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Offline bobbymike

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Re: Russian Strategic Weapon Modernization Plans
« Reply #201 on: April 09, 2018, 05:54:07 am »
https://missilethreat.csis.org/missile/rs-28-sarmat/

Quote
SS-X-30 “Satan II” (RS-28 Sarmat)

    Home
    World Missiles
    Russia
    SS-X-30 “Satan II” (RS-28 Sarmat)

The RS-28 Sarmat is a liquid-fueled intercontinental ballistic missile currently under development by Russia.
Sarmat at a Glance

Originated from: Russia
Possessed by: Russia
Class: Intercontinental ballistic missile (ICBM)
Alternate names: SS-X-30 Satan II
Basing: Silo-based
Length: 36.3 m
Diameter: 3.0 m
Launch Weight: 200 metric tons
Payload: 10-24 MIRV, HE or nuclear, possibly hypersonic glide vehicles
Propulsion: Liquid-fueled
Range: 10,000+ km
Status: In development
In Service: 2020-2021 (est.)
Books are the quietest and most constant of friends; they are the most accessible and wisest of counselors, and the most patient of teachers.

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Offline sferrin

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Re: Russian Strategic Weapon Modernization Plans
« Reply #202 on: April 09, 2018, 07:29:53 am »
https://missilethreat.csis.org/missile/rs-28-sarmat/

Quote
SS-X-30 “Satan II” (RS-28 Sarmat)

    Home
    World Missiles
    Russia
    SS-X-30 “Satan II” (RS-28 Sarmat)

The RS-28 Sarmat is a liquid-fueled intercontinental ballistic missile currently under development by Russia.
Sarmat at a Glance

Originated from: Russia
Possessed by: Russia
Class: Intercontinental ballistic missile (ICBM)
Alternate names: SS-X-30 Satan II
Basing: Silo-based
Length: 36.3 m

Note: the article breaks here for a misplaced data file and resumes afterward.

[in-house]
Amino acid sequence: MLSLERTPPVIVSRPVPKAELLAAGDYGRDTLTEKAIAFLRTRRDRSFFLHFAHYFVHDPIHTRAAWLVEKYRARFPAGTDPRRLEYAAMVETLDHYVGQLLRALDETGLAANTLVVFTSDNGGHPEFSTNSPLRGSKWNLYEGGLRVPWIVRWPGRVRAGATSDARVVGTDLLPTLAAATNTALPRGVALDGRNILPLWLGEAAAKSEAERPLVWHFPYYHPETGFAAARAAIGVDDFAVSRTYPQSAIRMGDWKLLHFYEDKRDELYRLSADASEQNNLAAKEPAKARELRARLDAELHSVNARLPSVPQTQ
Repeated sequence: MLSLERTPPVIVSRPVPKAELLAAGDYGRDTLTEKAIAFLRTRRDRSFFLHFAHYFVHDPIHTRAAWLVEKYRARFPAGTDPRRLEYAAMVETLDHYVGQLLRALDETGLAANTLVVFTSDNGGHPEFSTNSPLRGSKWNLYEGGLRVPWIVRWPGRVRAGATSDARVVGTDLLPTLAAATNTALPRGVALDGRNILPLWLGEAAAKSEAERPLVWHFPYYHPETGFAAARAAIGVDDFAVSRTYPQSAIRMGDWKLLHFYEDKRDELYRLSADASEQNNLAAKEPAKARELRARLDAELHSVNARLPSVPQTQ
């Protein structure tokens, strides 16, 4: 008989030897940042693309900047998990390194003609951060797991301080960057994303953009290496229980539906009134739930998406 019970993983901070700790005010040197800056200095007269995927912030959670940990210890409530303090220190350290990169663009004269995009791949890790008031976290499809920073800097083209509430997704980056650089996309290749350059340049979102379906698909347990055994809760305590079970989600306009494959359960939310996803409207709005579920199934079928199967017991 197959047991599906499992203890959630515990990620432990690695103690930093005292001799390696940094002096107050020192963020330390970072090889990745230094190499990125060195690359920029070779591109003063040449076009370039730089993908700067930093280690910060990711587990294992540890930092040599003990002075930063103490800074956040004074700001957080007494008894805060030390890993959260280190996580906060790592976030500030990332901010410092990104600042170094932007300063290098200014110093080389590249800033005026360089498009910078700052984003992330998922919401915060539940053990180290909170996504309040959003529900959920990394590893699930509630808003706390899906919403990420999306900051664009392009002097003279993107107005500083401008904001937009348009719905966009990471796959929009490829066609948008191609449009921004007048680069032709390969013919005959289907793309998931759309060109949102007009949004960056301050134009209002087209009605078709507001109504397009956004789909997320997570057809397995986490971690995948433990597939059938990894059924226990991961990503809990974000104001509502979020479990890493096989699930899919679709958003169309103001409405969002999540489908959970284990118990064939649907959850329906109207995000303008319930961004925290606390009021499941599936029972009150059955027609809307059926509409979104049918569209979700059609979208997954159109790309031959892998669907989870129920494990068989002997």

Diameter: 3.0 m
Launch Weight: 200 metric tons
Payload: 10-24 MIRV, HE or nuclear, possibly hypersonic glide vehicles
Propulsion: Liquid-fueled
Range: 10,000+ km
Status: In development
In Service: 2020-2021 (est.)

Just to put that in perspective, that's more weight than a Titan II and Minuteman III combined.
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Offline Brickmuppet

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Re: Russian Strategic Weapon Modernization Plans
« Reply #203 on: April 10, 2018, 04:03:34 pm »

Quote
SS-X-30 “Satan II” (RS-28 Sarmat)

   

Payload: 10-24 MIRV, HE or nuclear, possibly hypersonic glide vehicles


I've seen the high MIRV count in numerous sources. Aren't there treaty restrictions on more than 10 MIRVs?

Also: This mentions an HE warhead. I know the U.S. looked at that for MX and Trident and decided it was fraught with potential for global thermonuclear misunderstanding. Are there indications that the R.F. is looking at conventional ICBMs?

Offline bobbymike

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Re: Russian Strategic Weapon Modernization Plans
« Reply #204 on: April 10, 2018, 05:46:24 pm »

Quote
SS-X-30 “Satan II” (RS-28 Sarmat)

   

Payload: 10-24 MIRV, HE or nuclear, possibly hypersonic glide vehicles


I've seen the high MIRV count in numerous sources. Aren't there treaty restrictions on more than 10 MIRVs?

Also: This mentions an HE warhead. I know the U.S. looked at that for MX and Trident and decided it was fraught with potential for global thermonuclear misunderstanding. Are there indications that the R.F. is looking at conventional ICBMs?
Don't know the answer to your second question although with Putin I'd think anything was possible as for New START I believe it is a launcher/warhead combination treaty and you technically could have 100 missiles with 15 warheads each or up to 700 launchers with 1550 warheads. Although to add a wrinkle bombers are "one launcher" no matter how many nukes they carry,
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Offline bobbymike

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Re: Russian Strategic Weapon Modernization Plans
« Reply #205 on: April 12, 2018, 07:44:25 am »
http://www.newsweek.com/us-defenses-40-years-behind-russias-satan-2-nuclear-missile-weapon-designer-878785